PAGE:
ākāsānañcāyatanaṃ
viññāṇañcāyatanaṃ
ākiñcaññāyatanaṃ
nevasaññānāsaññāyatanaṃ

idk maybe you could call nibbana a death.

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cappuccino
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Re: According to Orthodox Theravada only, in the suttas, is nibbana the self?

Post by cappuccino » Sun Dec 02, 2018 4:40 pm

Zom wrote:
Sun Dec 02, 2018 12:35 pm
but nibbana is always there, and so it remains after the death of arahant. For me such kind of view is "nibbana = true self".
I don't think Nirvana = true self. I also don't think Nirvana is annihilation.

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cappuccino
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Re: According to Orthodox Theravada only, in the suttas, is nibbana the self?

Post by cappuccino » Sun Dec 02, 2018 5:13 pm

being selfless doesn't destroy you

otherwise this path wouldn't be fit for anyone

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equilibrium
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Re: According to Orthodox Theravada only, in the suttas, is nibbana the self?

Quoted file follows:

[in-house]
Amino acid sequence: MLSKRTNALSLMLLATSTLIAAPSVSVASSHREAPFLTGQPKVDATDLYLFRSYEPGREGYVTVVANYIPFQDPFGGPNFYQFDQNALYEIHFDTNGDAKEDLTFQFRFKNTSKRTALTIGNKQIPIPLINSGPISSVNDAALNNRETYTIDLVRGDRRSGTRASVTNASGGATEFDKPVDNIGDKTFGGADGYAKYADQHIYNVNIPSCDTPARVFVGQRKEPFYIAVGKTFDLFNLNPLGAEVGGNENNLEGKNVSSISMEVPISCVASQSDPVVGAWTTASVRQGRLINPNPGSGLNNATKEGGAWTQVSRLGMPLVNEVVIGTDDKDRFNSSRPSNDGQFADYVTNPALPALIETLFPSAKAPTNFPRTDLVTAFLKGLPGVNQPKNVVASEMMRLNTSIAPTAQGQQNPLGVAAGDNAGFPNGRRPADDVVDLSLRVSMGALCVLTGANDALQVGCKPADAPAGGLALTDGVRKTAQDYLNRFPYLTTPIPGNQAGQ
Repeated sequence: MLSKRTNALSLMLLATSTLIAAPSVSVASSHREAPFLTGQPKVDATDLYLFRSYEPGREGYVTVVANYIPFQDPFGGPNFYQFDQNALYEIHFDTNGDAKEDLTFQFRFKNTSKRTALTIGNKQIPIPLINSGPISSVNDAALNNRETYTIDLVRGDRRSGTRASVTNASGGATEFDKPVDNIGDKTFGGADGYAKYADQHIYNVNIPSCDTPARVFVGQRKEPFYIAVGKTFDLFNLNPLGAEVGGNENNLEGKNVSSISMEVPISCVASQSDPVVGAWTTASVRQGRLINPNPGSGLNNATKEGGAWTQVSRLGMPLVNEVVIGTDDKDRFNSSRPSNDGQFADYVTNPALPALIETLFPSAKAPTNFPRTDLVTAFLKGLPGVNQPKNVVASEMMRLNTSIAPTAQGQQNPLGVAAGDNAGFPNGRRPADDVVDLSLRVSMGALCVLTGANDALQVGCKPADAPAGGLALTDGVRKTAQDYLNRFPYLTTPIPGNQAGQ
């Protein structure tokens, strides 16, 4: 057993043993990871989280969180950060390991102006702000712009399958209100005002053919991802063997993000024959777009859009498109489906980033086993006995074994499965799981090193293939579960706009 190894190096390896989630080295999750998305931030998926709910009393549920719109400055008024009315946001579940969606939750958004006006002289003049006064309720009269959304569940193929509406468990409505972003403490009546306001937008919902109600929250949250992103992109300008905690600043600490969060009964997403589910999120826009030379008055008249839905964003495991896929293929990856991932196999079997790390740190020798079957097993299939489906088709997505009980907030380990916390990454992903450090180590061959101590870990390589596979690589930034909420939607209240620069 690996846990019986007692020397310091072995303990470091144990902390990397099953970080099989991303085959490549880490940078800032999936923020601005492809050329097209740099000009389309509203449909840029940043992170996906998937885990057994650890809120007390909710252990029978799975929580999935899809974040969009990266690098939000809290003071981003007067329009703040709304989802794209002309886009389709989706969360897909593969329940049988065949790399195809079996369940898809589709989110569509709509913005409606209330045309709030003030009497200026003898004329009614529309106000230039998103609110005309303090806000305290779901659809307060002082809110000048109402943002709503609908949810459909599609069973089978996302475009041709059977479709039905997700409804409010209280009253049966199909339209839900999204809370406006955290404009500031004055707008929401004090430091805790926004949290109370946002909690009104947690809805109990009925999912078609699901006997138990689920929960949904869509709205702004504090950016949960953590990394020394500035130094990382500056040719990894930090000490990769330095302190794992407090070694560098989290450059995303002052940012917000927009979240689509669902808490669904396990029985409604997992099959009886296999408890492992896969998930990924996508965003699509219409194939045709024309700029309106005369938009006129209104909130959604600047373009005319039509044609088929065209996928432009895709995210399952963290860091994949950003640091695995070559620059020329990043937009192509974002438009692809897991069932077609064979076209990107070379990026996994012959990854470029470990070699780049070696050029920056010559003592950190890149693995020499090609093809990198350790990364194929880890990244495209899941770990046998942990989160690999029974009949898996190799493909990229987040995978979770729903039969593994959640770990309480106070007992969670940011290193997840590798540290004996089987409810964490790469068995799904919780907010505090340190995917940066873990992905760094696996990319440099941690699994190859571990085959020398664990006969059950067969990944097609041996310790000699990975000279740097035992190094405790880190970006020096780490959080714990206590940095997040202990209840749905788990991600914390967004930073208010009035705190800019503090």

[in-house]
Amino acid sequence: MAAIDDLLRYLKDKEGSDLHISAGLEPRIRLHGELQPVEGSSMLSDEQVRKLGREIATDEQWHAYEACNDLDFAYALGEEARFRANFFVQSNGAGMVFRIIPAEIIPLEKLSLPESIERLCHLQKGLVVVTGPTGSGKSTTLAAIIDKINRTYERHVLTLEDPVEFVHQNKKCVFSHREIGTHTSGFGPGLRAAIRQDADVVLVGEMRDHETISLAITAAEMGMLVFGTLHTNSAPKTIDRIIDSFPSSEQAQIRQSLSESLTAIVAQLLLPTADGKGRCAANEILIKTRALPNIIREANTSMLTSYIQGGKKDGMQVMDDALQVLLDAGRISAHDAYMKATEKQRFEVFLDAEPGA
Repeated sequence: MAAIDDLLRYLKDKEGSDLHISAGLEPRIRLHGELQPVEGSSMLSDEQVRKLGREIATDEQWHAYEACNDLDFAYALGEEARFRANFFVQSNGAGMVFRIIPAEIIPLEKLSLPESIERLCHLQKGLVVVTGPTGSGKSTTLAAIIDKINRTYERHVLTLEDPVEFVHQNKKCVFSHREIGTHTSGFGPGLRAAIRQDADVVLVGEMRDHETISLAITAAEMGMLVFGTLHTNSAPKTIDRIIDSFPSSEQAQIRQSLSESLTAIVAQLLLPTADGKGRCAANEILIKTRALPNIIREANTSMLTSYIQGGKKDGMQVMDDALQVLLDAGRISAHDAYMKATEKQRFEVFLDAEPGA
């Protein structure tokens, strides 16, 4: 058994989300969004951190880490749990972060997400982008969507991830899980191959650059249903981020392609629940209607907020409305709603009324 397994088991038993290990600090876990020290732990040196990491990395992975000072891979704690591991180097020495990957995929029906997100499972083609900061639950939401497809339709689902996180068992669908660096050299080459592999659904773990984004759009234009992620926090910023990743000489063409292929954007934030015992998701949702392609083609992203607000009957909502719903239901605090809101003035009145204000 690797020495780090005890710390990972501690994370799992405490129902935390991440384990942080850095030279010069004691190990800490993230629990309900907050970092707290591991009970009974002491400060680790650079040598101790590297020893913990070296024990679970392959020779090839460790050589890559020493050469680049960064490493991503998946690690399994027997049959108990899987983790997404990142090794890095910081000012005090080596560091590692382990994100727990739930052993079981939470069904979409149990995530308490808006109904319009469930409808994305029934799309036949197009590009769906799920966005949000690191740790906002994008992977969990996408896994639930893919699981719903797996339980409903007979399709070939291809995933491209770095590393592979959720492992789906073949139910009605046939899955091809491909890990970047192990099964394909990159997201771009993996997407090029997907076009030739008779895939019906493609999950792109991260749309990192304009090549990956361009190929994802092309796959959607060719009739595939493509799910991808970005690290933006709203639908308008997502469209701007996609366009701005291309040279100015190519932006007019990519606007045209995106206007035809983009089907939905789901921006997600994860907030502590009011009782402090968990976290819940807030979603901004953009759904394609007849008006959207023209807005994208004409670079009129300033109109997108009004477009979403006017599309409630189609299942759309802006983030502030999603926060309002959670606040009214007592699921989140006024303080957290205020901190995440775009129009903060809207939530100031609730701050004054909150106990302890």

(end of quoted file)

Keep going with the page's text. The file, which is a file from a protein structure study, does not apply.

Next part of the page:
Post by equilibrium » Sun Dec 02, 2018 8:37 pm

cappuccino wrote:
Sun Dec 02, 2018 4:40 pm
Zom wrote:
Sun Dec 02, 2018 12:35 pm
but nibbana is always there, and so it remains after the death of arahant. For me such kind of view is "nibbana = true self".
I don't think Nirvana = true self. I also don't think Nirvana is annihilation.
Yet an Arahat knows there is no birth or death.....how then therefore can death be true?

Furthermore, isn't Nibbana always there? ....as it is unconditioned.....it is therefore permanent.....Irrespective of one passing away or not?

On self.....AN 4.174:
... is it the case that there neither is nor is not anything else?' objectifies non-objectification. However far the six contact-media go, that is how far objectification goes. However far objectification goes, that is how far the six contact media go. With the remainderless fading & stopping of the six contact-media, there comes to be the stopping, the allaying of objectification.